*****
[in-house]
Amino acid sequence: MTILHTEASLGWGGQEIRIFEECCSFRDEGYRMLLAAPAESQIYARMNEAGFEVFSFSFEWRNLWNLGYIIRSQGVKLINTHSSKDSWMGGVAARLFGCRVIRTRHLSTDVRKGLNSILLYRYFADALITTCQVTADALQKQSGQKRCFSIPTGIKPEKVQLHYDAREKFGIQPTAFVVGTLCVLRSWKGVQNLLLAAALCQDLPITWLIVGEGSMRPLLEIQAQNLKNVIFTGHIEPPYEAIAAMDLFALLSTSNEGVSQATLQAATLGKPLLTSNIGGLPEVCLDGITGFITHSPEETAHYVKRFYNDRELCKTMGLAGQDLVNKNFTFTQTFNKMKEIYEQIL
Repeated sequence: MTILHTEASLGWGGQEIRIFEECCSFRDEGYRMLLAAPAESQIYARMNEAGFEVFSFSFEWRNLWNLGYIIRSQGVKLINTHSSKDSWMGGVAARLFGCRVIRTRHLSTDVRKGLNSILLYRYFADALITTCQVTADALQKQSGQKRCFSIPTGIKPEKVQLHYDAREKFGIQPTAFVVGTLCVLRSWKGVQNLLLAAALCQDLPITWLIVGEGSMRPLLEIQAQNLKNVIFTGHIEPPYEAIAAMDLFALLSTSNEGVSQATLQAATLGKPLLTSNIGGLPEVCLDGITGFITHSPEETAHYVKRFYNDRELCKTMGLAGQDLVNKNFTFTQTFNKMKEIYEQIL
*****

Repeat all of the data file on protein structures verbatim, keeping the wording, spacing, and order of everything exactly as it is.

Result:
[in-house]
Amino acid sequence: MTILHTEASLGWGGQEIRIFEECCSFRDEGYRMLLAAPAESQIYARMNEAGFEVFSFSFEWRNLWNLGYIIRSQGVKLINTHSSKDSWMGGVAARLFGCRVIRTRHLSTDVRKGLNSILLYRYFADALITTCQVTADALQKQSGQKRCFSIPTGIKPEKVQLHYDAREKFGIQPTAFVVGTLCVLRSWKGVQNLLLAAALCQDLPITWLIVGEGSMRPLLEIQAQNLKNVIFTGHIEPPYEAIAAMDLFALLSTSNEGVSQATLQAATLGKPLLTSNIGGLPEVCLDGITGFITHSPEETAHYVKRFYNDRELCKTMGLAGQDLVNKNFTFTQTFNKMKEIYEQIL
Repeated sequence: MTILHTEASLGWGGQEIRIFEECCSFRDEGYRMLLAAPAESQIYARMNEAGFEVFSFSFEWRNLWNLGYIIRSQGVKLINTHSSKDSWMGGVAARLFGCRVIRTRHLSTDVRKGLNSILLYRYFADALITTCQVTADALQKQSGQKRCFSIPTGIKPEKVQLHYDAREKFGIQPTAFVVGTLCVLRSWKGVQNLLLAAALCQDLPITWLIVGEGSMRPLLEIQAQNLKNVIFTGHIEPPYEAIAAMDLFALLSTSNEGVSQATLQAATLGKPLLTSNIGGLPEVCLDGITGFITHSPEETAHYVKRFYNDRELCKTMGLAGQDLVNKNFTFTQTFNKMKEIYEQIL